Friday, February 24, 2012

The Church's Unloving View of Sex

rom contraception to abortion, from ‘dirty’ thoughts to masturbation, from heterosexual to homosexual sex, from natural insemination to artificially induced pregnancy, and from unmarried cohabitation to marital sex, our Church leadership is obsessed with SEX, and its utterances on the subject are mostly negative and/or exclusive to marital sex.
Curiously, Jesus never talked about sex per se. In fact, the closest he got were references to adultery. Maybe that should tell us something.
It wasn’t until after Jesus died and after the gospels were written that Church leaders began to focus on sex. Since then, centuries of teaching on sex have been based on its appreciation by the early church ‘Fathers,’ especially Augustine. Their teaching derived from the world view of the time, a philosophy that looked at the universe as composed of good and evil. Good was identified with spirit, evil with matter. Sex, having to do with matter, fell into the world of evil. Over the centuries this association of sex with evil evolved to a point where every ‘dirty’ thought, word or action outside of marriage was considered mortally evil and worthy of eternal damnation.
That kind of teaching scared the hell out of many an adolescent, and made their natural probing and experimentations furtive and guilt-filled. The number of teens afflicted with psychological problems because of this repression is probably beyond calculation.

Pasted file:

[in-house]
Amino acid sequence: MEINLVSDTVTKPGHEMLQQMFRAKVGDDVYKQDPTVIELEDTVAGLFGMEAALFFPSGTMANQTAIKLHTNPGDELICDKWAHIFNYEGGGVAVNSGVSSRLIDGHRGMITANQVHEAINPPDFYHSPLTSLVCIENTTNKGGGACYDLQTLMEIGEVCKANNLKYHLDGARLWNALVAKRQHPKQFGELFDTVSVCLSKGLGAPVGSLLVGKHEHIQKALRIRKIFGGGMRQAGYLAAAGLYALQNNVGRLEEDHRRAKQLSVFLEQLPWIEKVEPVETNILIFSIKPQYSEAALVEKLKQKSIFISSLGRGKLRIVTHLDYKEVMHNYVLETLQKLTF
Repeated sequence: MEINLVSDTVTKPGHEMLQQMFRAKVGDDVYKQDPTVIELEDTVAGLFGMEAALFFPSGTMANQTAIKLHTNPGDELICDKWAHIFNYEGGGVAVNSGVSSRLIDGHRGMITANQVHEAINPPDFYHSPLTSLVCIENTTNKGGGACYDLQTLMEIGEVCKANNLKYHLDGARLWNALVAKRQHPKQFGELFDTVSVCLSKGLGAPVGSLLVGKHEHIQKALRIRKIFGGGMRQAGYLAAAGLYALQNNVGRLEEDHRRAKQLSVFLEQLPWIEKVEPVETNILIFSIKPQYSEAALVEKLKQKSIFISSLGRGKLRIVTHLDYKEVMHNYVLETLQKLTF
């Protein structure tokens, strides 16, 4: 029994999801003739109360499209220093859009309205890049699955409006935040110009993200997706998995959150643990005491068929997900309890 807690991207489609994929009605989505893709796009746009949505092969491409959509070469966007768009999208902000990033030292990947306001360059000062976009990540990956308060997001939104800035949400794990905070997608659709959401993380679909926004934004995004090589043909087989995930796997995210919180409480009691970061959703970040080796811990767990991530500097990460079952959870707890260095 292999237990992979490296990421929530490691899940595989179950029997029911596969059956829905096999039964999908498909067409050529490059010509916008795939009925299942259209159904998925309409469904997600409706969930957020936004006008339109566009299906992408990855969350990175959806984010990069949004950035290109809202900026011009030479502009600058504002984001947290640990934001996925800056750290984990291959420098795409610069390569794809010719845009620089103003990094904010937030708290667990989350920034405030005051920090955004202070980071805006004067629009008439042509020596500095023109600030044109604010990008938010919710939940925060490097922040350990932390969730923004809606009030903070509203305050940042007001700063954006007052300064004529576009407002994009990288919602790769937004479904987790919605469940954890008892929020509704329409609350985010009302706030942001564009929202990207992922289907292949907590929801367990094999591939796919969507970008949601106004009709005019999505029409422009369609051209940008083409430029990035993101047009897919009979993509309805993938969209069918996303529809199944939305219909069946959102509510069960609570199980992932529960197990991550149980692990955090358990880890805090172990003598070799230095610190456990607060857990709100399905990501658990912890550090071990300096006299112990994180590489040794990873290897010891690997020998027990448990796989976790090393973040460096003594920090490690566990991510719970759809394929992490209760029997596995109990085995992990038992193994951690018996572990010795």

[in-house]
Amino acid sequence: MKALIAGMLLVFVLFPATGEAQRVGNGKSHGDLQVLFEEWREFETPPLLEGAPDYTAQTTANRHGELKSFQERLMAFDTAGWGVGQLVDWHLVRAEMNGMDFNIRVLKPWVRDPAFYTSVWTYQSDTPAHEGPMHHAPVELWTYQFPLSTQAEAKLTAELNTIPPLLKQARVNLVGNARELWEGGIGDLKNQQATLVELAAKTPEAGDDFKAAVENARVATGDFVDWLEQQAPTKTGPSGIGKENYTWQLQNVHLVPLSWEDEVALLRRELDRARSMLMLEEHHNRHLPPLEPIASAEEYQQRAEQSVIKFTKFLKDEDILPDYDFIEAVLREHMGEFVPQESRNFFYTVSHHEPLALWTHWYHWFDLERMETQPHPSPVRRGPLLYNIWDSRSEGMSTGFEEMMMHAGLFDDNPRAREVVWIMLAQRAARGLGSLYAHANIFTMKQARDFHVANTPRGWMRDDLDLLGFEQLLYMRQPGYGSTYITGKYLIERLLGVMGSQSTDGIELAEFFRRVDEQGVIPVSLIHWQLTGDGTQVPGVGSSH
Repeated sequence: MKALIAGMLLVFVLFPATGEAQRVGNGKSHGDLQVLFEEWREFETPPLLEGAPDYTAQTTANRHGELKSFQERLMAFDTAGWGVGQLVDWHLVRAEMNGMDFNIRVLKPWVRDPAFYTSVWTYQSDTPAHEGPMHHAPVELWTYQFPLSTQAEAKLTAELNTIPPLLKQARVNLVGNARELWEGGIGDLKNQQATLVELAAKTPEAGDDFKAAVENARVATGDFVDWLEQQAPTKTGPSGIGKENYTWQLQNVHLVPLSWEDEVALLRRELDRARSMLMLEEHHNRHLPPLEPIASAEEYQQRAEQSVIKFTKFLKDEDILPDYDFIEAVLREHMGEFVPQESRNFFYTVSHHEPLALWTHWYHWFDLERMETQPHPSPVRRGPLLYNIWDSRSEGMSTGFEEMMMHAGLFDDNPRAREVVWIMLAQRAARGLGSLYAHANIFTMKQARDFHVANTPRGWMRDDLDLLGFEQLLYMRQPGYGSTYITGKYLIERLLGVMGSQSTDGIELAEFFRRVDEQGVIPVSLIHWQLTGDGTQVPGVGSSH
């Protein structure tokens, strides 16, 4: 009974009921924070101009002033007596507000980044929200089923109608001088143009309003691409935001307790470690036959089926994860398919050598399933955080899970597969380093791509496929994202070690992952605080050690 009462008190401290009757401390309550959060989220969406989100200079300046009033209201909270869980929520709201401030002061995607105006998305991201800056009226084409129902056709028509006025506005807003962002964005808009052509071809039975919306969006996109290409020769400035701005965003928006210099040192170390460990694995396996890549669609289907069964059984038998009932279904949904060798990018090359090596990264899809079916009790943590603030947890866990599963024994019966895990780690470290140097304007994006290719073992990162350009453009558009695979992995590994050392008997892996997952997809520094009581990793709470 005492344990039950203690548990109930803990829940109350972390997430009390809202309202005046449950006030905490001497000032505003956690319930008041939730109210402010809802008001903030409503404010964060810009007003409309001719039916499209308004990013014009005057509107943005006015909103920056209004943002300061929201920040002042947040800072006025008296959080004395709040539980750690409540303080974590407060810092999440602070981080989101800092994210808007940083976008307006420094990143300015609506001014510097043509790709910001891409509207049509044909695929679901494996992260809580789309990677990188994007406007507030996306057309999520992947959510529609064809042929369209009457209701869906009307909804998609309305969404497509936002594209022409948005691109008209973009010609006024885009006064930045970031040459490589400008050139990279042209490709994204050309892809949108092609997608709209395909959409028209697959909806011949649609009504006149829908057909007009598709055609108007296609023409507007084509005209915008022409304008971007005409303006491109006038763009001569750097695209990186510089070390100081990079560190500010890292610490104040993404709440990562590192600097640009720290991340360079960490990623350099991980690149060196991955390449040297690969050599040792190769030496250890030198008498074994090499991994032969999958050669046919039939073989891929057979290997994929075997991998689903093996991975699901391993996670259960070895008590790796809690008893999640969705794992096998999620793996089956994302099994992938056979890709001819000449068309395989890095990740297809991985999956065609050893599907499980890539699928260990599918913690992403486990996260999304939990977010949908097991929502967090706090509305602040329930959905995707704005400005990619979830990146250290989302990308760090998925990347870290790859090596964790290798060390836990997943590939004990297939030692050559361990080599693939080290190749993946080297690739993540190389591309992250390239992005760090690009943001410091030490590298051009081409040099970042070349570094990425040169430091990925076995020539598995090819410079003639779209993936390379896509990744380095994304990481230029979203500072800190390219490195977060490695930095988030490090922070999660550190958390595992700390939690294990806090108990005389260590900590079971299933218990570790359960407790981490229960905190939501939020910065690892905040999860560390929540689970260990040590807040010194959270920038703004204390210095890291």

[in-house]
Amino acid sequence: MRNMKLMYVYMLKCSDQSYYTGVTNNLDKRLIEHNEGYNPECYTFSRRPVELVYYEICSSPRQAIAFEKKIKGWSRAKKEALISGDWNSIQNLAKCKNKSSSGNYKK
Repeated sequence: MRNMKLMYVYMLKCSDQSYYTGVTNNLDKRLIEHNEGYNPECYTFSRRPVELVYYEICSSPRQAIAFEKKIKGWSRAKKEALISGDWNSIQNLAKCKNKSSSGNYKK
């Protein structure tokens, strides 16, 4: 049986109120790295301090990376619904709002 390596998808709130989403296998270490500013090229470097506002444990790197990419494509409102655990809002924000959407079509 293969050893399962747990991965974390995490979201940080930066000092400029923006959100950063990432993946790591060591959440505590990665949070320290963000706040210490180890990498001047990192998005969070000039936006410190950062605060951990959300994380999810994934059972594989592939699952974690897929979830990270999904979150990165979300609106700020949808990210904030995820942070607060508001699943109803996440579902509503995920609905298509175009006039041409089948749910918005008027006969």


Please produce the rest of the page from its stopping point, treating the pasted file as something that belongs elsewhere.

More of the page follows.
Calls are mounting in our time for a re-evaluation of sexual morality. Sex is good, a choice of the Creator. It builds intimacy and strengthens committed relationships. It fosters longevity and stability in those relationships. It is a servant of what the gospels are all about--love. Is it evil when it is in that service, whether among married or not, whether among straight or gay, whether used for the purpose of procreation from stored semen or ova?          
The argument that men and women should be held hostage to the strictly biological while not recognizing the intellectual, psychological and relational dimensions of sex is short-sighted on the face of it.

A word on obedience, much touted by bishops as high on the list of virtues: There exists a delicate balance between love and obedience. Blind obedience is not a virtue. (Militarily, it is a tactic.) When blind obedience is demanded of adults, history reveals that it has too often been a substitute for competence on the part of the demanding authorities.